Photos: More views from the Sun Gate

After many photos and snacks, Pedro and Fletcher moved us on, to continue to our final destination of Machu Picchu. Our hike would continue approximately another two hours. Once we arrived at Machu Picchu, we had to enter two separate lines. It was fairly confusing, however Pedro and Fletcher had done it enough to know what line came first. One of my first thoughts upon entering Machu Picchu was the number of tourists! Emmie, Iain, Matt and I made up a game called “Who arrived on a bus?”. It was a funny game to us, as there were significant differences between tourists who hiked for four days like we did, and those who arrived on a tour bus. For one, they smelled nicer. They also looked much more fancy and well put together and less tired!

Although I understood the importance of making Machu Picchu accessible to all individuals, a part of me was irritated by the shear number of people taking photos and standing around. I felt annoyed with all the noise after being with such a small group, and being with myself, for four days on the trail. In all honesty, the number of tourists ruined part of my idea of what Machu Picchu was going to be like. Between the food vendors, photo ops, souvenir shops and tour bus swarms, I found myself disliking that part of society that capitalizes on everything possible. I guess a small part of my imagination thought the sight would be quiet and with few people – like the trail had been. Having said all this, the sight of Machu Picchu was breathtaking! The ruin was larger than any of us had imagined. It also marked the end of our hiking journey which felt surreal. We had come so far, and we were all finally there. Despite the extreme difficulty of the hike, a part of me was sad it was over.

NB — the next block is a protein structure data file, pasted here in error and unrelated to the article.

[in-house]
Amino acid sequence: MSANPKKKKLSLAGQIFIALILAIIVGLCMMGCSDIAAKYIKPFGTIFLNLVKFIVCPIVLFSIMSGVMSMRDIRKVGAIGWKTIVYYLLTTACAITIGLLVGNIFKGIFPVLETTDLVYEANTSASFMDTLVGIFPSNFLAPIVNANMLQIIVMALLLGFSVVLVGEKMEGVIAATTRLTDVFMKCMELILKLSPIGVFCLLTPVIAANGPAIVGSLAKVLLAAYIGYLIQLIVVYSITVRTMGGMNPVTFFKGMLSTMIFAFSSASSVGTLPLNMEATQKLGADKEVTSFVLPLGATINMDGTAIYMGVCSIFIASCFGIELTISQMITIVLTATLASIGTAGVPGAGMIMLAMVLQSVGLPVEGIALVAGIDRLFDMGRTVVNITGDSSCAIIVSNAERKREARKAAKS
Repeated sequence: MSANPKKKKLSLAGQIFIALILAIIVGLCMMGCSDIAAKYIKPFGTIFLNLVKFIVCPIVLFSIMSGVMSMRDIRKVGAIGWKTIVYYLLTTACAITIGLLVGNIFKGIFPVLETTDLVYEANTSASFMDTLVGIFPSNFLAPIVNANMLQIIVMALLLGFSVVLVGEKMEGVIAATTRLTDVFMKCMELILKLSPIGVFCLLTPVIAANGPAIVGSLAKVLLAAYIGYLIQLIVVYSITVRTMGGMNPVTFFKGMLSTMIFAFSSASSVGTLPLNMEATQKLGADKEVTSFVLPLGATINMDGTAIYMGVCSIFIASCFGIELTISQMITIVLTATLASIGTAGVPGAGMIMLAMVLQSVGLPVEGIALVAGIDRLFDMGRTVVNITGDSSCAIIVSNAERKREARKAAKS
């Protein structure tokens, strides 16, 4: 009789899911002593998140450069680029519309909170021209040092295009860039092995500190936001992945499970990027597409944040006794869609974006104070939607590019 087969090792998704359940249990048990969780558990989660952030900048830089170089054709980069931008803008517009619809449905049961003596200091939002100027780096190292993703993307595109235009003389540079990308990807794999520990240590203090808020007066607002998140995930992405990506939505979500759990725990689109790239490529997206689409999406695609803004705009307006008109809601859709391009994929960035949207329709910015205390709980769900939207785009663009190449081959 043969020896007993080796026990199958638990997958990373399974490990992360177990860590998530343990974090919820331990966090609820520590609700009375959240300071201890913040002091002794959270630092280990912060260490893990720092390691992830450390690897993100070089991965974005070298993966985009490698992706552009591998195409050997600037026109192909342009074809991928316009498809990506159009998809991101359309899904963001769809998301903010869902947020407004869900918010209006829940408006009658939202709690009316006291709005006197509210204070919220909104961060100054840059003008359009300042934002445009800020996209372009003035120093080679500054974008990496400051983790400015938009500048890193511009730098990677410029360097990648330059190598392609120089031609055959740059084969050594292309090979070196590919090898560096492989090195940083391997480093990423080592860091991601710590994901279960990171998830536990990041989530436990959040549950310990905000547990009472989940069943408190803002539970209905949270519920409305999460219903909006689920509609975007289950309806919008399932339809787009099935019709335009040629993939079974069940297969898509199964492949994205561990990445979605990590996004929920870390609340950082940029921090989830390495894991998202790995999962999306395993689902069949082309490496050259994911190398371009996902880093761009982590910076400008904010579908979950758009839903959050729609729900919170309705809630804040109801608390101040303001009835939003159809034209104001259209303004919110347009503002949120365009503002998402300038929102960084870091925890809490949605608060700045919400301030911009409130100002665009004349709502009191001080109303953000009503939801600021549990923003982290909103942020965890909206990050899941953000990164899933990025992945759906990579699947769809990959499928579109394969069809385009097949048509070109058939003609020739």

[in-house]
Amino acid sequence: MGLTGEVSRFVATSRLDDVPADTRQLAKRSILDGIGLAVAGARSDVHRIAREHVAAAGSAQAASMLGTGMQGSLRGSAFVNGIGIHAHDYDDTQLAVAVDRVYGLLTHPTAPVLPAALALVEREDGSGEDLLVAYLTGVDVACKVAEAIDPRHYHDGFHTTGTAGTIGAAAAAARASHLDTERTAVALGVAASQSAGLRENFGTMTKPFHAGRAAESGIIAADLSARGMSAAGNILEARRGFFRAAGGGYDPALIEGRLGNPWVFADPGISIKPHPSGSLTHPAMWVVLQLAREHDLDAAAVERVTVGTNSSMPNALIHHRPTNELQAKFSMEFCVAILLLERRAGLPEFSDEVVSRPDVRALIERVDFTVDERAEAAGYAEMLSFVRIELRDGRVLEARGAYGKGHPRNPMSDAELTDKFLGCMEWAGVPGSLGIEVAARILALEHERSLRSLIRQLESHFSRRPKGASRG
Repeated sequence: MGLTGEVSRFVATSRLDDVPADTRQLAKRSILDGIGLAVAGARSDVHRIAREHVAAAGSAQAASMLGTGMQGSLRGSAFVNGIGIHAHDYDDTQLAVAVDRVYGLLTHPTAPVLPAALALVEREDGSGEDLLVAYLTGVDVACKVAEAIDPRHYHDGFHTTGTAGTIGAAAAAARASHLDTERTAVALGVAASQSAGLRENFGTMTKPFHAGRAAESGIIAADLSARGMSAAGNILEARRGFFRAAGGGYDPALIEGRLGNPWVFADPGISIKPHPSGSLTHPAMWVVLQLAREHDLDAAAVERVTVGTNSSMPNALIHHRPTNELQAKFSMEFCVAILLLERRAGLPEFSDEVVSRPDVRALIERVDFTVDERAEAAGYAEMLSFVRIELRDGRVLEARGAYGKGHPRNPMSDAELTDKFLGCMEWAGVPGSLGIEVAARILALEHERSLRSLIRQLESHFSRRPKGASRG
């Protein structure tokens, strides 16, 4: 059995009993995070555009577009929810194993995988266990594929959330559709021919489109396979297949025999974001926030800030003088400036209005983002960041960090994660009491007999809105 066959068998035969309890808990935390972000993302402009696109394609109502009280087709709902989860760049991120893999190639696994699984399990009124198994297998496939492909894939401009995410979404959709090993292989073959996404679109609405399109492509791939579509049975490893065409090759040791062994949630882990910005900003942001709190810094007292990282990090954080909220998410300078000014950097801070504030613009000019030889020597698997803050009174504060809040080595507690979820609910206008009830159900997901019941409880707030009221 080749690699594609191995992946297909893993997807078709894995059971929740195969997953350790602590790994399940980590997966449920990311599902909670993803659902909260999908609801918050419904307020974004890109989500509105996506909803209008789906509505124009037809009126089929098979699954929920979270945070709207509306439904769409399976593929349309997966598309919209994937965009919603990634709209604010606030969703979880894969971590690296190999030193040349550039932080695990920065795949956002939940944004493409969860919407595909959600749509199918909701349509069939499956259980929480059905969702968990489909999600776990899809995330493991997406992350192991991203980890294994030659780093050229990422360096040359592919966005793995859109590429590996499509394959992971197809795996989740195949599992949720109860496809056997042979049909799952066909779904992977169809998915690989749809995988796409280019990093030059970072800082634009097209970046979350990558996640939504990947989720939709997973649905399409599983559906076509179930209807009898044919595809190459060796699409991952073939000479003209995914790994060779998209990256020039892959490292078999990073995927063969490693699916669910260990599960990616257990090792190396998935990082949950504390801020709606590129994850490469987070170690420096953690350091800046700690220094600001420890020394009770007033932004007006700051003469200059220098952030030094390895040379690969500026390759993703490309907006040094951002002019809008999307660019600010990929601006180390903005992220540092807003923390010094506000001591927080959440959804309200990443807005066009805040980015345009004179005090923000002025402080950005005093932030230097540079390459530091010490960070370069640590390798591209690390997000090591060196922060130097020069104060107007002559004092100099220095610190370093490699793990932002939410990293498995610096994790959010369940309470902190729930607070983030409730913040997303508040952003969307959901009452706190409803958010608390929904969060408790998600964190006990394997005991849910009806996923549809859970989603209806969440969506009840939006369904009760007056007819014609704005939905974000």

Perdo and Fletcher gave us a one hour tour of Machu Picchu. The rest of the day was ours to explore the Incan site. Emmie and I had walked together through the ruin. We walked through most of Machu Picchu, took many photos and climbed dozens of more stairs! We found a resting place and decided together to move onto the next part of the day. We caught a bus back to the town of Aquas Calientes. We wandered, bought souvenirs and eventually met up with the rest of the group for lunch.


After lunch, we had presented Pedro and Fletcher with gifts of gratitude, and said our goodbyes to Fletcher and members of the group that were staying extra nights in Aquas Calientes. Iain and Matt gifted the panpipes to Fletcher, with all our names signed on them so he could remember our group. Our bus arrived shortly after lunch ended. We packed our bags and were more than prepared for the comfy ride home.